Recent findings suggest that multiple event properties contribute to shape the phenomenology of episodic future thoughts, but the specific role of each property is not yet fully understood. This study shows that different phenomenological features are predicted by distinct event properties. The vividness of an episodic future thought largely depends on the familiarity of its constitutive elements (i.e., the envisioned location, persons and objects), while the visual perspective adopted is instead related to the temporal distance of the imagined event. Cognitive feelings such as the sense of pre-experiencing the future depend on sensory-perceptual qualities, and are further modulated by the personal importance attributed to the event. These findings suggest that the essence of episodic future thought—the sensation of mentally visiting one’s personal future—lies, in part, in the relevance of imagined events with respect to personal goals. [less ▲]

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See detailComparing the neural bases of self-referential processing in typically developing and 22q11.2 adolescents
Schneider, Maude; Debbané, Martin; Lagioia, Anna Laura et al

in Developmental Cognitive Neuroscience (2012), 2

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See detailSelf-defining future projections: exploring the identity function of thinking about the future
D'Argembeau, Arnaud ULg; Lardi, Claudia; Van der Linden, Martial ULg

in Memory (2012), 20

The act of projecting oneself into meaningful future events may significantly contribute to a person’s sense of self and identity. Yet, if the role of memories, in particular self-defining memories (SDMs ... [more ▼]

The act of projecting oneself into meaningful future events may significantly contribute to a person’s sense of self and identity. Yet, if the role of memories, in particular self-defining memories (SDMs), in grounding the self is now well established, the identity function of anticipated future events has received comparatively little attention. This article introduces the construct of self-defining future projection (SDFP) to address this issue. Two studies show that people can readily identify significant future events that they frequently think about and that convey core information about who they are as individuals. Furthermore, a person’s particular style of constructing SDMs is similarly manifested in SDFPs, suggesting that both types of events can be used to ground the self. Notably, people who display a stronger tendency to extract meaning from their past experiences also reflect more about the potential implications of imagined future events. The results further demonstrate that SDMs and SDFPs both give rise to a strong sense of personal continuity over time and are meaningfully related to self-esteem. Together, these findings lend support to the idea that a person’s sense of self and identity is in part nourished by the anticipation of significant future events. [less ▲]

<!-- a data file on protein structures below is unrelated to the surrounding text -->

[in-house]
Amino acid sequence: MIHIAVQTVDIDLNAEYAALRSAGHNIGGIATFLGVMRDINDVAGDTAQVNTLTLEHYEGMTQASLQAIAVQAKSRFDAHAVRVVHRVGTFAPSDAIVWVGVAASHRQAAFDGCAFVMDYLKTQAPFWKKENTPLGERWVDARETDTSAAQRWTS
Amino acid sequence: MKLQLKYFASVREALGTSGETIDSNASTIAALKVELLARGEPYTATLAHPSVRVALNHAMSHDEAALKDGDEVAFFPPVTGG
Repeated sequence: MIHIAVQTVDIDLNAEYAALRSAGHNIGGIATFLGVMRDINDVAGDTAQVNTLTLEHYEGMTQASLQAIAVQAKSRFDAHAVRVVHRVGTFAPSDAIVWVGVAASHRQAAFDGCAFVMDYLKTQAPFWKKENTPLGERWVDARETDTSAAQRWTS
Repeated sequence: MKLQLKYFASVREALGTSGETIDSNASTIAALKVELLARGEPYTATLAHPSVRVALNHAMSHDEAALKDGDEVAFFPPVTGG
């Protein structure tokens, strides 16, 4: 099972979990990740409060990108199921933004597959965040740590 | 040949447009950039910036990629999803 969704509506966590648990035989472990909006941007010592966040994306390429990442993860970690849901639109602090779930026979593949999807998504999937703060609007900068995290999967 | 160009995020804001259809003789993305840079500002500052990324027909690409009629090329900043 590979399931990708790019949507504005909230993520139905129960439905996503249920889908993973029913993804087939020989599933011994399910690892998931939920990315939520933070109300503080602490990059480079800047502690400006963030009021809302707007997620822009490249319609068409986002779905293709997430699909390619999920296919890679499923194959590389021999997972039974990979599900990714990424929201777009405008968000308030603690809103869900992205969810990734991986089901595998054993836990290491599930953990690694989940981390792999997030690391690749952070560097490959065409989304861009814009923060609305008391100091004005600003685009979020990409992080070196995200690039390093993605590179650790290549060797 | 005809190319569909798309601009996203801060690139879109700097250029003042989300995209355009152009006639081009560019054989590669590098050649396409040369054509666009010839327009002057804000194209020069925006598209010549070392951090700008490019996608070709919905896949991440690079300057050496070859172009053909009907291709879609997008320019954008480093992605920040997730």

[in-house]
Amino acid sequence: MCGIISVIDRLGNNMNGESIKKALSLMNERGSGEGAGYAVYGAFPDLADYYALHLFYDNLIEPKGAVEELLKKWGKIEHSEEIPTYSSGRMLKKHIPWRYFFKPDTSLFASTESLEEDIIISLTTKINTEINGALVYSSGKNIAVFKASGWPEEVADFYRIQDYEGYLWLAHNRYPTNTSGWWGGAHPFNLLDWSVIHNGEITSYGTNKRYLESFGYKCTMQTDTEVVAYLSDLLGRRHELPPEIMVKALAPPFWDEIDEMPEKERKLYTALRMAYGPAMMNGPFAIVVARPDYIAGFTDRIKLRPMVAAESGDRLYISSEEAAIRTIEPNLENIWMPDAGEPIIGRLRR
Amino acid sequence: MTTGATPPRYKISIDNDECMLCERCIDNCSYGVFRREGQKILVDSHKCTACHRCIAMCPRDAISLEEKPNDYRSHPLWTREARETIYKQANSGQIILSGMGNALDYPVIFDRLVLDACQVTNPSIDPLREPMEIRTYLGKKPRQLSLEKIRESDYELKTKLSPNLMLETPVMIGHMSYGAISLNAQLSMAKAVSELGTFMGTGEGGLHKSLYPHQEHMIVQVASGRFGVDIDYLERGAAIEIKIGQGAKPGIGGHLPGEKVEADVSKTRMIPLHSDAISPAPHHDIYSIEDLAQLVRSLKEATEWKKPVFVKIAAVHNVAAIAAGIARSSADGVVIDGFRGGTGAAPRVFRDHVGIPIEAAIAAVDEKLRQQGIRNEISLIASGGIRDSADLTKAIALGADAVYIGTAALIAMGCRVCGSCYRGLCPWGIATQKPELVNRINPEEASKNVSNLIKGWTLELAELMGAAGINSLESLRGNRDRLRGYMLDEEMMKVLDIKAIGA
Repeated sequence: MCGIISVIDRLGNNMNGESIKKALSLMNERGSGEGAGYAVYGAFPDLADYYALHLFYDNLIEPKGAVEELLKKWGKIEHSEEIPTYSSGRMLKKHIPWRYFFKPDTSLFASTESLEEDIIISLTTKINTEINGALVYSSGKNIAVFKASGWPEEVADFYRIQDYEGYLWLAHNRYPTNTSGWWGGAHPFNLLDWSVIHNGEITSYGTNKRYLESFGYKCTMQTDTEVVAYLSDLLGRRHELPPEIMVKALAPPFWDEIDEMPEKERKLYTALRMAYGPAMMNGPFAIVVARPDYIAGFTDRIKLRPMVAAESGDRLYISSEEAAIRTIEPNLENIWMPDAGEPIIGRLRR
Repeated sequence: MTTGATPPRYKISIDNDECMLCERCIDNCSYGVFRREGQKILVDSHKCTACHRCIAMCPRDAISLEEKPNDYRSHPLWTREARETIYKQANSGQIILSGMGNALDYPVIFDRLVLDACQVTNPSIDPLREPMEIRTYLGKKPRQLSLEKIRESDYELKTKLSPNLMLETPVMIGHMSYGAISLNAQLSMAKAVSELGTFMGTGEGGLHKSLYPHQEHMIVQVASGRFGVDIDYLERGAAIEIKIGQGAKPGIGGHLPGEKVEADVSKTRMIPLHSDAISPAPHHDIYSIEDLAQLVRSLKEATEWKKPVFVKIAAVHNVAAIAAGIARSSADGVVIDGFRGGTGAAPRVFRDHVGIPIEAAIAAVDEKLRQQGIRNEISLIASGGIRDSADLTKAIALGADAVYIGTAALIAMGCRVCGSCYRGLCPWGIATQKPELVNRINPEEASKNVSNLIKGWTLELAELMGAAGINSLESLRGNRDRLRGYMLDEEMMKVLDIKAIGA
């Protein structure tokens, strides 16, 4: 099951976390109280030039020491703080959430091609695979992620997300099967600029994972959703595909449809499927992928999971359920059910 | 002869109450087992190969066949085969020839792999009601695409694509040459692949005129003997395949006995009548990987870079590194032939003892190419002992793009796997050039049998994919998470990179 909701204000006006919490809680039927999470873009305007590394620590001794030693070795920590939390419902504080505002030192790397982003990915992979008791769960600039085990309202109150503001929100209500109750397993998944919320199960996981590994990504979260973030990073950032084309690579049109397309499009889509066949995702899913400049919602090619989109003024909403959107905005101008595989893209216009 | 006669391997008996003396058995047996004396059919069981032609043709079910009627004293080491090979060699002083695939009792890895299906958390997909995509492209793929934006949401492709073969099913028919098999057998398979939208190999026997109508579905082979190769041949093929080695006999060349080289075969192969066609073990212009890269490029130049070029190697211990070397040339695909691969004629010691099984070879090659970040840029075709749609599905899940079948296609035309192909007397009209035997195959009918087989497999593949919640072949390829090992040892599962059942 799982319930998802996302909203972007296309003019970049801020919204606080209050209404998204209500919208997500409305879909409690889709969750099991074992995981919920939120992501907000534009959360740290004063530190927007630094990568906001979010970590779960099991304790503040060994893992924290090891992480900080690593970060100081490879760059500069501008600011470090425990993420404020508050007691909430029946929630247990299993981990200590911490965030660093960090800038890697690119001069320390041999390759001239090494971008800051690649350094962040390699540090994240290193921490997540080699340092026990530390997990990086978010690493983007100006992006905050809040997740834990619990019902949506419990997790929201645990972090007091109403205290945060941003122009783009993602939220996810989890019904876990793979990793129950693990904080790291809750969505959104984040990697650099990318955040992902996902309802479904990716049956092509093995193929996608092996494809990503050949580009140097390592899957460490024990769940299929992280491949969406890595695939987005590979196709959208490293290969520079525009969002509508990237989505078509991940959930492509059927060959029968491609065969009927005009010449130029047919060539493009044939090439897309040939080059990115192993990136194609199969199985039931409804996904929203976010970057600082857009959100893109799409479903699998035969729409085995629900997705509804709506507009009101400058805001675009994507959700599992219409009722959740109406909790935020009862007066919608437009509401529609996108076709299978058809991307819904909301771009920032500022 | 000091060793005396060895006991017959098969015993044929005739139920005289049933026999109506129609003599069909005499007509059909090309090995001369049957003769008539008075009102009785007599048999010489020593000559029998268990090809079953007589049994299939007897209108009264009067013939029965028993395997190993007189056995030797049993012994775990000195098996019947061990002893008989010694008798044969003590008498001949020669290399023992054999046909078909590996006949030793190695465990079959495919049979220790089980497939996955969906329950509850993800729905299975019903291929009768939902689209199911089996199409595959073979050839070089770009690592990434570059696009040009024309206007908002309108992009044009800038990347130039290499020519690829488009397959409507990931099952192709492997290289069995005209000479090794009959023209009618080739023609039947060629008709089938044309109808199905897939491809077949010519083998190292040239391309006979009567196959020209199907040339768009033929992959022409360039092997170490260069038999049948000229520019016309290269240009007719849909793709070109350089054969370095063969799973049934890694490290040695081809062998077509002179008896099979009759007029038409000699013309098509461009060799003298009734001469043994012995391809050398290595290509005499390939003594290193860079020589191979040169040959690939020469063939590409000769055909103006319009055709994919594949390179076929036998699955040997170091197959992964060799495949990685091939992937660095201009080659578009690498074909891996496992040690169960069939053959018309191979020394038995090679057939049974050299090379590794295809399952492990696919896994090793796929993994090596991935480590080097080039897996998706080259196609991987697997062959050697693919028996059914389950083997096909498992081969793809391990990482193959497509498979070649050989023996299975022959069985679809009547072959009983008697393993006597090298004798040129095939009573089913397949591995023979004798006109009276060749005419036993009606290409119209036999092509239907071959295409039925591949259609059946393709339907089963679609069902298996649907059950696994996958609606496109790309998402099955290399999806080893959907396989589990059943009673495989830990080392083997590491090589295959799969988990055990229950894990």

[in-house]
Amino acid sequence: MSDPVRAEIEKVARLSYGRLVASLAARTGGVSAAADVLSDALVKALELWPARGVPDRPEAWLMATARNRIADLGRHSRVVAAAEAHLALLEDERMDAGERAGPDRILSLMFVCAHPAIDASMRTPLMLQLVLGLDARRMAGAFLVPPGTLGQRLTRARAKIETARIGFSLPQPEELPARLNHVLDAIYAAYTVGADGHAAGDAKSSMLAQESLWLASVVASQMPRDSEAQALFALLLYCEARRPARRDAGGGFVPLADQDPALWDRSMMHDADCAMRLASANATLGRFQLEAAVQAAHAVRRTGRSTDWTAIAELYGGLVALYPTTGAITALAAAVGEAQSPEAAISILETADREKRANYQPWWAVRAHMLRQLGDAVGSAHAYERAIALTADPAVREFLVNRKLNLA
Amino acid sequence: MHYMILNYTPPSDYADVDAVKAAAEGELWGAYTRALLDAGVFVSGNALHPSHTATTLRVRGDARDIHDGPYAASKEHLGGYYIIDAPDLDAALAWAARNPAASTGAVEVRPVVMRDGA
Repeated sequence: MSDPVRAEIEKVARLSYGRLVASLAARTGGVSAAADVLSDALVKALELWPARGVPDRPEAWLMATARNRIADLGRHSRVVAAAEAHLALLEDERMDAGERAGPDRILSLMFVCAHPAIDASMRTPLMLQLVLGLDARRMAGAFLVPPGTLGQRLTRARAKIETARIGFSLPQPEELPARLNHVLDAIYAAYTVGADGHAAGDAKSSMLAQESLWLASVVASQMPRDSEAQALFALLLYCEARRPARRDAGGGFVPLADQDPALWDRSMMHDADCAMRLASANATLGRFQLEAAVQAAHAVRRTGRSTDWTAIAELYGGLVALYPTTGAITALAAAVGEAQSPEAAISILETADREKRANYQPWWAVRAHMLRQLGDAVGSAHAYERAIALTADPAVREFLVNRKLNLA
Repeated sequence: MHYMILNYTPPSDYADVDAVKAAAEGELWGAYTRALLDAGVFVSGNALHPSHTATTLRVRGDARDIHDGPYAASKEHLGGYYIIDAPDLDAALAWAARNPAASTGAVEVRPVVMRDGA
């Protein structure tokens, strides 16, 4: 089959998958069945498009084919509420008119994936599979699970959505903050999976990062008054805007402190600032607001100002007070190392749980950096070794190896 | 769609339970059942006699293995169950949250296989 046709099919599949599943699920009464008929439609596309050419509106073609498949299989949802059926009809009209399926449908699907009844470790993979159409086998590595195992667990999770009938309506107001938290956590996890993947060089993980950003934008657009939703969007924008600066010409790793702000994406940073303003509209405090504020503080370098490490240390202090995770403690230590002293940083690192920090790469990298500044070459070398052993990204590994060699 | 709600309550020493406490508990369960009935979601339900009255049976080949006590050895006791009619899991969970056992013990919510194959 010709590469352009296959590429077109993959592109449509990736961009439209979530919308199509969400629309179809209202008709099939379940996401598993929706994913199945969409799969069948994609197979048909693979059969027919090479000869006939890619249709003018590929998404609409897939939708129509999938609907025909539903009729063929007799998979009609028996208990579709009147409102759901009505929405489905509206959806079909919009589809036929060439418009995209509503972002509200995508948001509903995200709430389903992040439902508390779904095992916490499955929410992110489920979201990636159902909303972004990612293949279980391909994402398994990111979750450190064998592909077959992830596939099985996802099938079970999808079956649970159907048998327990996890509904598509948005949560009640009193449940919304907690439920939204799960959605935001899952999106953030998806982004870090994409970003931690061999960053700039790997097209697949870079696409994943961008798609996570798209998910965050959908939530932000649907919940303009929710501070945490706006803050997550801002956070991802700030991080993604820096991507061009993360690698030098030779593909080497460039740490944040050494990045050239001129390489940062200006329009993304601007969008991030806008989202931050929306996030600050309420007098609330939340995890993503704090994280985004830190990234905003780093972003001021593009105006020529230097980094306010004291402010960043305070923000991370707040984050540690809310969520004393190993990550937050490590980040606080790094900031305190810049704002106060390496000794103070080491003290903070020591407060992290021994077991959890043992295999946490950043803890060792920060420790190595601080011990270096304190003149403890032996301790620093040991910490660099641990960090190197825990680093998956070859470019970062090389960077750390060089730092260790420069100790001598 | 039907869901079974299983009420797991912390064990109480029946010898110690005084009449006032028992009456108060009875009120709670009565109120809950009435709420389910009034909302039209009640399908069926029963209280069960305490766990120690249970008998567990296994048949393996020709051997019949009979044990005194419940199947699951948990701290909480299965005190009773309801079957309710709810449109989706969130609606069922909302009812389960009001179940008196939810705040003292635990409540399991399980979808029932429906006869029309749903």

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See detailValuing One's Self: Medial Prefrontal Involvement in Epistemic and Emotive Investments in Self-views.
D'Argembeau, Arnaud ULg; Jedidi, Haroun ULg; Balteau, Evelyne ULg et al

in Cerebral Cortex (2012), 22

Recent neuroimaging research has revealed that the medial prefrontal cortex (MPFC) is consistently engaged when people form mental representations of themselves. However, the precise function of this ... [more ▼]

Recent neuroimaging research has revealed that the medial prefrontal cortex (MPFC) is consistently engaged when people form mental representations of themselves. However, the precise function of this region in self-representation is not yet fully understood. Here, we investigate whether the MPFC contributes to epistemic and emotive investments in self-views, which are essential components of the self-concept that stabilize self-views and shape how one feels about oneself. Using functional magnetic resonance imaging, we show that the level of activity in the MPFC when people think about their personal traits (by judging trait adjectives for self-descriptiveness) depends on their investments in the particular self-view under consideration, as assessed by postscan rating scales. Furthermore, different forms of investments are associated with partly distinct medial prefrontal areas: a region of the dorsal MPFC is uniquely related to the degree of certainty with which a particular self-view is held (one's epistemic investment), whereas a region of the ventral MPFC responds specifically to the importance attached to this self-view (one's emotive investment). These findings provide new insight into the role of the MPFC in self-representation and suggest that the ventral MPFC confers degrees of value upon the particular conception of the self that people construct at a given moment. [less ▲]